The conceptual basis of what goes by the name of the “semester system” is that the university is a place where students go not to master content but instead to make sense of it, respond to it, and start developing their intellectual agendas and professional visions (backed up by skills and attitude for success). Students are intellectual agents who actively seek to generate new knowledge for the society and professions—or for academe, if they decide to stay in it. The teacher is no longer a big jug from which to pour information and knowledge into the small mugs called students.
With the redefinition of the university, students, and teachers, most other phenomena change function and meaning as well. Traditionally, the examination was primarily a tool for ensuring that the student has learned the content of a curriculum. That tool could test, for instance, if a future poultry farmer had understood common diseases and how to treat his chicken. But since the new system seeks more to prepare that poultry farmer to design and manage new farms in her unique context, it tends to take her out of the classroom. The exam is no longer enough to reinforce and assess her learning; new forms of assessment are necessary.
The same kind of shifts would need to happen in the understanding and practice of writing “papers” or doing “projects,” collaborating with peers and working with teachers and so on. In fact, even the seemingly mundane act of “reading” the textbook must change. Traditionally, students came to class for listening to the teacher explain what the textbook says. In the new knowledge economy, the student is required to have read it before coming to class, perhaps even to do some homework on it. In class, students are asked to contribute to the discussion in order to better understand and generate new ideas.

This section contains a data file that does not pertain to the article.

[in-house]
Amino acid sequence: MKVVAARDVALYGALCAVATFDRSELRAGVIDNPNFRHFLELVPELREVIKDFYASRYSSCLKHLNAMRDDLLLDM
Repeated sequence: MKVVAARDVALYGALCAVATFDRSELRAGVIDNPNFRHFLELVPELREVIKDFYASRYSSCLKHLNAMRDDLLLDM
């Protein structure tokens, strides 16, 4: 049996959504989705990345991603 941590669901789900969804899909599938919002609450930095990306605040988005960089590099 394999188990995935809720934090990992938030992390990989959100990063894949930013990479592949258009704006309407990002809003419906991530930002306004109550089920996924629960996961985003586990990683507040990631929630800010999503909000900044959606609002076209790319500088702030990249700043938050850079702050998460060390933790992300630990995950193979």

In the classroom, the role of students changes, and so does their relationship to the teacher and the experts who wrote the textbooks. Gaining the knowledge in the textbook is no longer the primary objective. Instead, students begin to view themselves as capable of analytically and critically responding to the author, connecting what they learn to their own lives and experiences, adapting and investing existing ideas to develop new ones.
I remembered Gokul’s story again because at the public university where I am training teachers, someone who is not in the training group had reportedly suggested that if an American professor is involved, the project has to involve dollars. Unfortunately, it is just me, with my personal laptop, sitting on my bed, with a formal shirt above and informal pants below, sharing what I know with fellow teachers in Nepal.
As I end the Google Hangout webinar sessions once every month, I am inspired by the ten colleagues in Nepal who are making great strides in their classrooms. Next week, they will also start training a few dozens of their colleagues toward updating teaching and learning at their university.
For me, nothing could be more satisfying than the ability to “visit” a Nepali town every month, without having to pay airfare, or even brave the snow. No amount of money, my colleagues say, would motivate them as powerfully as the desire to help the next generation catch up to the reality of our times.
We know that in the new knowledge economy, our bhatta is the gain in our knowledge, month by month. And we hope that there are increasing numbers of educators around the country who feel the same way.